In my previous post, we briefly touched on the topic of gumption traps. Since the topic seemed very interesting to me and, at the same time, important to many software developers, I decided to elaborate on it a bit more. We will take a look at a huge gumption trap that I somehow omitted in the previous post: bad code.
What Were the Gumption Traps, Again?
Let’s start with the word gumption, as some non-native English speakers might not know it (I didn’t before I read Zen and the Art of Motorcycle Maintenance). Oxford English Dictionary defines it as follows:
Shrewd or spirited initiative and resourcefulness, e.g.
‘the president would hire almost any young man who had the gumption to ask for a job.’
Indirectly speaking, it’s the thing that makes you able and willing to go to work every day and solve hard programming problems. Obviously, from time to time, there are situations and feelings that rob you of the thing and make you want to leave your job and work at McDonald’s (or at least stop doing what you’re doing). These situations and feelings are called gumption traps, more aptly defined by Wikipedia as follows:
"A gumption trap is an event or mindset that can cause a person to lose enthusiasm and become discouraged from starting or continuing a project."
There are two main types of gumption traps. When the cause of gumption loss is external, the trap is called a setback. When the cause is internal, it’s called a hang-up.
One of the most common setbacks that all of us come across fairly often is bad, low-quality code. God classes with methods spanning over thousands of lines of code, poor naming, obsolete comments and no tests, hahaha! And there’s you, trying to change that button’s color to match your bosses preference or just adding a small checkbox for your business people. It’s hard to have a lot of gumption in such an environment.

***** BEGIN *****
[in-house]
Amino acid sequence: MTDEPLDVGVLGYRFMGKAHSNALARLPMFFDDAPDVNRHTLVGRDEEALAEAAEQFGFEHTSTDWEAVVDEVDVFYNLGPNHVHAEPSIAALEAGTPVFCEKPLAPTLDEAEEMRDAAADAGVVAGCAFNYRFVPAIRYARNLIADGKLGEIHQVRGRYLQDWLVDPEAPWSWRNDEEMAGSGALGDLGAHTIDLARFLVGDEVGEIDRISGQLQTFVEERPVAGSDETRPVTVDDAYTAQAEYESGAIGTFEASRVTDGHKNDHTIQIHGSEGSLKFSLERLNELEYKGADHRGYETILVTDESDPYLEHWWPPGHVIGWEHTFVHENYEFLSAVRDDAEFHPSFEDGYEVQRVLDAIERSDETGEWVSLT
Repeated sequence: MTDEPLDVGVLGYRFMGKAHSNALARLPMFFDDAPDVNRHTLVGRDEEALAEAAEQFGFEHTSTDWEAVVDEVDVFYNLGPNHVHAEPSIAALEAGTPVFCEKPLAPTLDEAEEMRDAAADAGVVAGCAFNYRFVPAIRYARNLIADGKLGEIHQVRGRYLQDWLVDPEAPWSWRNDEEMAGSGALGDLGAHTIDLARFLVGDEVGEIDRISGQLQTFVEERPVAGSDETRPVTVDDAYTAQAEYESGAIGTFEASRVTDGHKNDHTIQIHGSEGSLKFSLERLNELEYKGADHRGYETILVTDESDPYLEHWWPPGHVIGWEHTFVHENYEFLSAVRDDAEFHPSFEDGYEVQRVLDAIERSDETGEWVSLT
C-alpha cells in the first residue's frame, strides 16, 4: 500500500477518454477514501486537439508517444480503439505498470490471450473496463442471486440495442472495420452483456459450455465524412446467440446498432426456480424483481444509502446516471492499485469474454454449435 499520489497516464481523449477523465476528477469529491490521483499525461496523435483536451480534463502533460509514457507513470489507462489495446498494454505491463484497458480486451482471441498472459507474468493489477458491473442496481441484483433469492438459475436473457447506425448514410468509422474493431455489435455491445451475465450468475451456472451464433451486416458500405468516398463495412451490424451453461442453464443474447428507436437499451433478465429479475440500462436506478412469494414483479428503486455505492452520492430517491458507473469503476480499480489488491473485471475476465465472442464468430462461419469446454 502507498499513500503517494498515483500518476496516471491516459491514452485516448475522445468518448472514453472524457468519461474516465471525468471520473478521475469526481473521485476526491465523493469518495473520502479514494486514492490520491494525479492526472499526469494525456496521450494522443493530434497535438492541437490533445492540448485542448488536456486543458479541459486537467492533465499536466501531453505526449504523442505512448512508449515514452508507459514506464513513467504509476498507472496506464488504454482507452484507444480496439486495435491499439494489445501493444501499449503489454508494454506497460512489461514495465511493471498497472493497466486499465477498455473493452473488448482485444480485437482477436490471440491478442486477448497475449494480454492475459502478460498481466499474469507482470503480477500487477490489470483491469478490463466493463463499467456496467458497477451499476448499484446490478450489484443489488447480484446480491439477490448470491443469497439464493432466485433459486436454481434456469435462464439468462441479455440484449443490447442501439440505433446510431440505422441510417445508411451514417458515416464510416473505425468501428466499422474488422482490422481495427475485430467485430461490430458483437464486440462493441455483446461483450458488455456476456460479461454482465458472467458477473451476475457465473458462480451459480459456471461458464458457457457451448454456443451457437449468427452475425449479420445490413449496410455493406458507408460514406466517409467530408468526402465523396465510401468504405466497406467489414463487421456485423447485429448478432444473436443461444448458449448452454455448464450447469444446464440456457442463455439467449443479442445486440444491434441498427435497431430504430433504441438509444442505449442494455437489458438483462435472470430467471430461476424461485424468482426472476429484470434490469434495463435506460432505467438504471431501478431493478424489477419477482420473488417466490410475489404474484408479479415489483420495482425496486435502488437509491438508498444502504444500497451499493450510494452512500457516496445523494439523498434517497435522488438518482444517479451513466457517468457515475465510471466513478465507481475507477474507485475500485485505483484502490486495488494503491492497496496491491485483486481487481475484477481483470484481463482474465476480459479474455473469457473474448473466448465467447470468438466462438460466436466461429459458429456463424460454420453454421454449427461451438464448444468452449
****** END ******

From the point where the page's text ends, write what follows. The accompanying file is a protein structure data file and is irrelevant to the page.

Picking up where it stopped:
The most obvious way of dealing with any gumption trap is simply avoiding it. What I mean here is not job-hopping every time you see a piece of legacy code (although it could work in theory). What I mean is minimizing the chance that someone falls in the bad code trap because of you. You know, there’s Clean Code, SOLID principles and a plethora of other McDonald’s job preventers available that are just a single google search away. Therefore, as a first step, minimize the amount of newly produced bad code.
Unfortunately, more often the code is already in place and you have no choice but to deal with it. Your mileage may vary but for me, the bad code gumption trap has at least two disastrous implications. First, I have no motivation to even start working with the code and it only gets worse once I do so. Second, I get frustrated very quickly. Let’s see how to deal with these issues.
High motivation in such situations can be achieved by following Charles Duhigg’s method of “turning a chore into a choice.” Before you start working, try to make as many choices as possible about the work you are about to begin.
Are you going to start by preparing missing tests for the feature? Or maybe by refactoring what’s already tested? How much of the code are you willing to refactor? In what order? Are you going to add a new feature once the code is fully clean and tested or at the first possible occasion? And so on.